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Police missteps linked to Oakland officers' deaths, report finds

Police missteps may have contributed to the deaths of four Oakland, California, officers, an independent board says.
Police missteps may have contributed to the deaths of four Oakland, California, officers, an independent board says.
  • Poor decisions may have contributed to death of four officers, board says
  • Officers violated Oakland police training procedures, safety practices, report finds
  • Report finds 11 things Oakland police did well, 23 things that need improvement.
  • "We will correct those areas," police chief says

San Francisco, California (CNN) -- Police mismanaged a shootout connected to the deaths of four Oakland, California, police officers last March, making a series of poor decisions that might have contributed to the record death toll, an independent board says.

The board this week released a sometimes scathing report that paints a vivid picture of the chaos that descended on an east Oakland street on March 21 after a convicted felon opened fire on officers during a traffic stop.

Lovelle Mixon, 26, is accused of fatally shooting two Oakland patrol officers and fleeing to a nearby apartment building. Mixon then allegedly shot and killed two SWAT officers who burst into the apartment before police fatally shot him.

The incident was deadliest in Oakland police history, the board said.

The panel, made up of law enforcement experts, said the two officers made a mistake in the traffic stop when both approached the car on the driver's side. That approach violated Oakland police training procedures and safety practices.

But the report's most severe criticism focuses on how Oakland police handled the surge of 115 police cars that rushed to the scene after the traffic stop.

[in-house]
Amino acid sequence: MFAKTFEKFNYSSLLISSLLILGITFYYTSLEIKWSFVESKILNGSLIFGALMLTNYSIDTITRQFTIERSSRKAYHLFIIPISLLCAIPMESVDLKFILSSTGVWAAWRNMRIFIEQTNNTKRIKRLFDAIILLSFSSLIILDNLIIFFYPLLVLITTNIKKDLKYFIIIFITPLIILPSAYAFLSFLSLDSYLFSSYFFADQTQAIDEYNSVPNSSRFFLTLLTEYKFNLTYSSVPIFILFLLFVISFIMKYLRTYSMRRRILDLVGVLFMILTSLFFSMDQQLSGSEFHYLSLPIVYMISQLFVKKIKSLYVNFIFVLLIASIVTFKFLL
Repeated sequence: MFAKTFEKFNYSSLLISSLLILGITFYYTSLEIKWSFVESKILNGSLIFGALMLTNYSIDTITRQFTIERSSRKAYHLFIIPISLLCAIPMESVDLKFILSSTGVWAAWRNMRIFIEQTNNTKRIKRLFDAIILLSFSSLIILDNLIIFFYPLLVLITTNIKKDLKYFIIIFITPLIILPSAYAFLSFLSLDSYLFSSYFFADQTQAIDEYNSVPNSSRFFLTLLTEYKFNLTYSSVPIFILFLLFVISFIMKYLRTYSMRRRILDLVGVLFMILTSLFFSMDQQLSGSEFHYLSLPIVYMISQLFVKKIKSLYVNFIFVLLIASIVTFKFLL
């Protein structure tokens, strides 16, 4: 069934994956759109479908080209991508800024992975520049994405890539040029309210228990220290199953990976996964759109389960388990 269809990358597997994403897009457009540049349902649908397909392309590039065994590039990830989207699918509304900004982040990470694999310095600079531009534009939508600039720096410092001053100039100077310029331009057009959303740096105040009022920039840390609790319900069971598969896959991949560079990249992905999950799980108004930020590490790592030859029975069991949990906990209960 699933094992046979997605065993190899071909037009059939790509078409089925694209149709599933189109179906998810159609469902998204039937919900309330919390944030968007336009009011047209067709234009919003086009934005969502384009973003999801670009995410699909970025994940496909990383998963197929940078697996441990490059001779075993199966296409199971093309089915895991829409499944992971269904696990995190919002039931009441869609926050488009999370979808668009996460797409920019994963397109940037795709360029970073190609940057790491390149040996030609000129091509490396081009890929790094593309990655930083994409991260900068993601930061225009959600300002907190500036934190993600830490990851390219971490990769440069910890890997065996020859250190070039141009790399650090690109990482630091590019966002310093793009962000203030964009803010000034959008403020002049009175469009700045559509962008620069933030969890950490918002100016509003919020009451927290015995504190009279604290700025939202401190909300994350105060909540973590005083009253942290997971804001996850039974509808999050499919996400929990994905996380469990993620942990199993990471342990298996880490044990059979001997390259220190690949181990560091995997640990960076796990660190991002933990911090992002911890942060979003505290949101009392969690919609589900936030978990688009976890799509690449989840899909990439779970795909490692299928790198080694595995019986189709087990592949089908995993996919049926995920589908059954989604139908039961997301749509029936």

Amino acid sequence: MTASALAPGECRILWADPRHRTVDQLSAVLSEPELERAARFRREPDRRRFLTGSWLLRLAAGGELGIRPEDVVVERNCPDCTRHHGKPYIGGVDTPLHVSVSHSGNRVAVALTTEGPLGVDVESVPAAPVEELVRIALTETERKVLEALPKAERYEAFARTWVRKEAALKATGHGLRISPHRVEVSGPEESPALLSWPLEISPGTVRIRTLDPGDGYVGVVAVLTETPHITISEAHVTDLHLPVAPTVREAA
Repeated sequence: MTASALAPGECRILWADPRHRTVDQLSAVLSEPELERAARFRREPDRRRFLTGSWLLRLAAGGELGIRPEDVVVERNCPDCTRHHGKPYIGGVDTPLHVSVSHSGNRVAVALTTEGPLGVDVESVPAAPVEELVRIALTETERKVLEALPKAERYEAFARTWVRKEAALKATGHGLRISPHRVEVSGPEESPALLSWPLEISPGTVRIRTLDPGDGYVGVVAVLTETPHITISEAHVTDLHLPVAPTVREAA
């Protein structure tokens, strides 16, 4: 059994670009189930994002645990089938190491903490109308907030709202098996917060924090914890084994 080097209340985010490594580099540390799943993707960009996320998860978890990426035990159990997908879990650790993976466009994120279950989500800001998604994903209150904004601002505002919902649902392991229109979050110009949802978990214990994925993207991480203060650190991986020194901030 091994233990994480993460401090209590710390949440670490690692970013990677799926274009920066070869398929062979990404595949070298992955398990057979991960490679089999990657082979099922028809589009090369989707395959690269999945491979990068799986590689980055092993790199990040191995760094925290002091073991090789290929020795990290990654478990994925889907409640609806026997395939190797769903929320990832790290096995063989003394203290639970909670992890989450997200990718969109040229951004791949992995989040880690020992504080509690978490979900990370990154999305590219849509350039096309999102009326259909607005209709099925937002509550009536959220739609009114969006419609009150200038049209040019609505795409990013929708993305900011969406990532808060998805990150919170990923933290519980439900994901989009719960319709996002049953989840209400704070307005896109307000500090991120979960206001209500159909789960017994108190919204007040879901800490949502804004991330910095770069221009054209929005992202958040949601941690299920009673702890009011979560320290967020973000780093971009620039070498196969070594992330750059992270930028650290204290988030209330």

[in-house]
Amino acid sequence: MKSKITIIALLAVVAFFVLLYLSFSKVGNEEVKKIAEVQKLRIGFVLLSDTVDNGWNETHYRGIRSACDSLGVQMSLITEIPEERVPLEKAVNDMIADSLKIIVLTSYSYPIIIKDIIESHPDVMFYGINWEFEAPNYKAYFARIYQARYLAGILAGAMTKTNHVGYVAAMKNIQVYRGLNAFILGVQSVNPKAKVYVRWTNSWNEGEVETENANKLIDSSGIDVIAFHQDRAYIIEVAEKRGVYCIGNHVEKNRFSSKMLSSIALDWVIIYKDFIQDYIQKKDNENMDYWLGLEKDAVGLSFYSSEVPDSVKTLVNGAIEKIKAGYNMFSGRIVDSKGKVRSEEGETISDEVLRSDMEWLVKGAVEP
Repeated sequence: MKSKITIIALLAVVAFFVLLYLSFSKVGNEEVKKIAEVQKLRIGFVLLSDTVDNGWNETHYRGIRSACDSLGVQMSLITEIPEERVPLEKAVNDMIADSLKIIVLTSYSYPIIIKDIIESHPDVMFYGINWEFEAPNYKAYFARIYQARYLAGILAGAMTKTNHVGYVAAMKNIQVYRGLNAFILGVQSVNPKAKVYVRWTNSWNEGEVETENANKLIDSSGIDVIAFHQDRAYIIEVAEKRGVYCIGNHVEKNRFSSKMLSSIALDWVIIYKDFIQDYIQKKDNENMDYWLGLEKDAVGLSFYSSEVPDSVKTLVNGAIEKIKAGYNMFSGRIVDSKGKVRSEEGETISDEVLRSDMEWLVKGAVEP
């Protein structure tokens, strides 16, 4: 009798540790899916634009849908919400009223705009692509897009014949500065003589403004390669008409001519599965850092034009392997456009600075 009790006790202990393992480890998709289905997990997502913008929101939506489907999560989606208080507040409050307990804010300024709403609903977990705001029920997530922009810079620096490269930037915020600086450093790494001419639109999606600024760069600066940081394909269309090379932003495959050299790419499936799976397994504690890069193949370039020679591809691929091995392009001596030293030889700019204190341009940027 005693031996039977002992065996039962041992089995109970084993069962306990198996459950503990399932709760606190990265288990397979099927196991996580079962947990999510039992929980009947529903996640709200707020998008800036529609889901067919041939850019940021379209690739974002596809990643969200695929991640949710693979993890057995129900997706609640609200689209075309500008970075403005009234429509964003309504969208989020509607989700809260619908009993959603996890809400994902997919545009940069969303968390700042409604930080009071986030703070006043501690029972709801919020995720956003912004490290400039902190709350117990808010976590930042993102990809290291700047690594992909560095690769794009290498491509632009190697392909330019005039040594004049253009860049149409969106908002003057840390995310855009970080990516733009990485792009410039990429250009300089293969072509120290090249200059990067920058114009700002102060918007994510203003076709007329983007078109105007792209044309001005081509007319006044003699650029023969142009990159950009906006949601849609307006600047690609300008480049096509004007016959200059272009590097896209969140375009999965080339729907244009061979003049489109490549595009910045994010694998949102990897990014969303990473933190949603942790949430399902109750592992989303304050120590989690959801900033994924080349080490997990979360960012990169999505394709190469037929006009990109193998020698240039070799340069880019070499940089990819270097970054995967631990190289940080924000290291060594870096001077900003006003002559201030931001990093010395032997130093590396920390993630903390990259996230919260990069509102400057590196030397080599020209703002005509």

"The activities of the 115 OPD [Oakland Police Department] and outside agency units on scene were disorganized and confused due to poor situational awareness and lack of clear command and control," the report says.

Some other criticism:

• None of the highest-ranking officers at the scene took an overall leadership role in the operation, and no command post was set up to efficiently dessiminate information. "As a consequence, no one knew who was in charge, adding to the confusion and disorganization," the report says.

• Police leadership violated policy by assembling a SWAT team from officers on scene instead of waiting for the official special weapons and tactics team to arrive.

• A decision was made to have the ad hoc SWAT team enter an apartment where the suspect was thought to be hiding. But the building was not "formally scouted; no effort was made to ascertain the status of apartment building residents, the apartment building's interior configurations, as well as individual apartment floor plans," the report says.

• The SWAT team entered the apartment without a warrant before hostage negotiators or snipers arrived. The team had never trained together and was not ready for the high-powered response it received from the gunman.

The gunman shot the first two officers who entered the apartment, killing one of them. As other officers entered the dimly lit front room filled with children's toys, the officers were startled to see a woman running at them, screaming.

"Surprised entry team members alerted on her as a possible shooter, but held their fire while they assessed the threat she posed as she ran yelling past them into the outer hallway," the report says.

The gunman retreated to a bedroom, where he fatally shot one more officer before police killed him.

The report praised the officers' restraint in not shooting the woman who was in the apartment.

But, in all, the report found 11 things that Oakland police did well during the incident and 23 things that needed improvement.

The report will help strengthen the police department, Chief Anthony Batts told CNN affiliate KGO.

"We will correct those areas that we were flawed in. We will improve," Batts said.